What’s even more impressive about the world in Trek to Yomi, though, is how it uses the presentation of a classic samurai film to its full advantage. You have moments like little film breaks transitioning from cutscenes to gameplay or heavy distortion appearing if you try to head back from combat areas without defeating all of the enemies first, but then you have bits like fixed camera angles not only allowing a more cinematic look, but working with the black-and-white visuals and the use of light and shadow to help conceal pathways leading to hidden collectibles, health and stamina upgrades, and weapons and hinting at them in a subtle way without making them feel too obvious or obscured. Not to mention the way the wider shots and moments with silhouetted visuals behind paper screens, among other things, use signature shots from the genre to add a unique twist to scenery that can affect battles. Moments like that are where the game truly shines.
So with such amazing visuals and a spectacular world that they help create, does the combat in Trek to Yomi actually pale in comparison? Not at all, it’s still terrific. I’m not a combo master who can expertly pull of some of the skills you can find, but there was a still a lot to enjoy here. What truly makes combat work is the emphasis on timing, having to properly read each enemy and know when to parry or dodge, counter and figure out which attacks to use. Moments where you and an opponent swing past each other and you turn around just in time to slash them in the back not only further provide the feeling present in classic swordsman epics, but they also make you feel like your sharp reflexes are bring rewarded.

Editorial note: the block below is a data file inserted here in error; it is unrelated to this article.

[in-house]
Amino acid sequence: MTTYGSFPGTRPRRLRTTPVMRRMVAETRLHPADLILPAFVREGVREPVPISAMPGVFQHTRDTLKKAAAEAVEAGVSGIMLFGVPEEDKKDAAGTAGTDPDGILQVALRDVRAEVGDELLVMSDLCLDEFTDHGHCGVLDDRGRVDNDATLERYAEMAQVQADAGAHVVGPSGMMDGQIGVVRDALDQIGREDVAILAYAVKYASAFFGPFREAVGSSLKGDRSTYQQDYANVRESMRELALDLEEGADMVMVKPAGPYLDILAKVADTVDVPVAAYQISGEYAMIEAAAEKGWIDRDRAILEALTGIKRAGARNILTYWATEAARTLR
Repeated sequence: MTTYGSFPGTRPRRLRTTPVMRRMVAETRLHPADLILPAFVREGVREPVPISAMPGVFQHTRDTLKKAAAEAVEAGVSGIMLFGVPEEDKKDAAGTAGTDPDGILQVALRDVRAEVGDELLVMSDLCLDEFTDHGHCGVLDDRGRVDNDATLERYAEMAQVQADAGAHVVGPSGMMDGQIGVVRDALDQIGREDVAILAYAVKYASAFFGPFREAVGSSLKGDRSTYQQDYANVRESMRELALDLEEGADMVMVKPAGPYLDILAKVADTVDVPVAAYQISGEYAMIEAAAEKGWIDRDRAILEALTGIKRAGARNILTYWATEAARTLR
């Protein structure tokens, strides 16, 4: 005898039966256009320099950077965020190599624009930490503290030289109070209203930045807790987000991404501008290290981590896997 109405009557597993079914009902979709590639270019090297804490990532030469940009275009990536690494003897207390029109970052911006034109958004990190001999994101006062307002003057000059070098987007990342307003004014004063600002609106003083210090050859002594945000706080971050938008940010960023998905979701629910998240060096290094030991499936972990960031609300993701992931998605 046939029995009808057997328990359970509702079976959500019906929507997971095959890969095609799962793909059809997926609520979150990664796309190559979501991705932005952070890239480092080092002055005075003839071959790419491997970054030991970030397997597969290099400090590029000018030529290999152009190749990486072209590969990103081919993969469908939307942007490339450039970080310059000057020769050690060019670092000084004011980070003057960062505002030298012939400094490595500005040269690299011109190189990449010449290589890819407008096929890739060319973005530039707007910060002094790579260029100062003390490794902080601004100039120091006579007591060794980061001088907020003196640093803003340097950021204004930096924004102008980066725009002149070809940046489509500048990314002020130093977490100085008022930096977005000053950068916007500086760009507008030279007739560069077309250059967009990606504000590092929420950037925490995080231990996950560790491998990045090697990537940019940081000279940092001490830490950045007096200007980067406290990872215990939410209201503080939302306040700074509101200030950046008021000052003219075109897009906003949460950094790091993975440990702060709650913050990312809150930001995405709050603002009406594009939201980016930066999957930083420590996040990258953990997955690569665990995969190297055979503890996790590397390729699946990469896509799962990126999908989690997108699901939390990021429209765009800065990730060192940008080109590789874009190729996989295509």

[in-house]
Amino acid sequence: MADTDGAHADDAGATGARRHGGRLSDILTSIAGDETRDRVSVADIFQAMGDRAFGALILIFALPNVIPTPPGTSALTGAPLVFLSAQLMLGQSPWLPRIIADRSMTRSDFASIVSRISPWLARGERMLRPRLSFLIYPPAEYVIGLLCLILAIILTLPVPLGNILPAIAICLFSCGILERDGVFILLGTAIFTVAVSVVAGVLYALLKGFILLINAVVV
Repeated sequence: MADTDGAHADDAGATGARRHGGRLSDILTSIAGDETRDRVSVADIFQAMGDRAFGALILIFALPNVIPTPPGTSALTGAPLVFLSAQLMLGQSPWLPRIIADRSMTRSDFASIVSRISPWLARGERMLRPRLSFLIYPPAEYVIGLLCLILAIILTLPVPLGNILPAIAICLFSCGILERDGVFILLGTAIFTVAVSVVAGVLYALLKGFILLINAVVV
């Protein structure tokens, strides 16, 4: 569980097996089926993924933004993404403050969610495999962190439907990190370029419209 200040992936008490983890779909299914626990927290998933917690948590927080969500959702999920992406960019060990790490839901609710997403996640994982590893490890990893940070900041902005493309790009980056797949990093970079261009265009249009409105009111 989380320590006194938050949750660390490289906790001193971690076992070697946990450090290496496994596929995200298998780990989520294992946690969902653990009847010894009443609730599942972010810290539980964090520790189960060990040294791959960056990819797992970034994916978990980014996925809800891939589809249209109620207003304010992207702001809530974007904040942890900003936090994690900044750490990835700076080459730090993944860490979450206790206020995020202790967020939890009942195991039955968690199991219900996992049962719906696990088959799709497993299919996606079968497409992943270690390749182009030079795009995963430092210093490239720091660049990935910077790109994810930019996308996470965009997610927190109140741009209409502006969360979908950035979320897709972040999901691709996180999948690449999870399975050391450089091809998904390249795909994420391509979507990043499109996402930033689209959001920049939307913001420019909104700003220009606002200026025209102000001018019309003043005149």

The game puts up quite a challenge, with a variety of enemies with different weaknesses and attack patterns that you have to look out for. Still, it’s vital to look for those hidden boosts, especially when it comes to finding any of the projectile weapons, be it quick knives that deal a bit of damage to ammo for ancient rifles that deal heavy damage, but are quite slow to reload. The result is a layer of resource management that adds another welcome bit of difficulty as well, having you think about conserving ammo. You’re also attacked by enemies on both sides in these 2D sections, having to flip directions via a button that once again allows for visuals evoking films of the genre while also contributing to the gameplay, having you making sure to pay attention to which threat from which side to focus on. Throw in imposing and intense boss battles that test your skill, and the combat is one of the most massive highlights.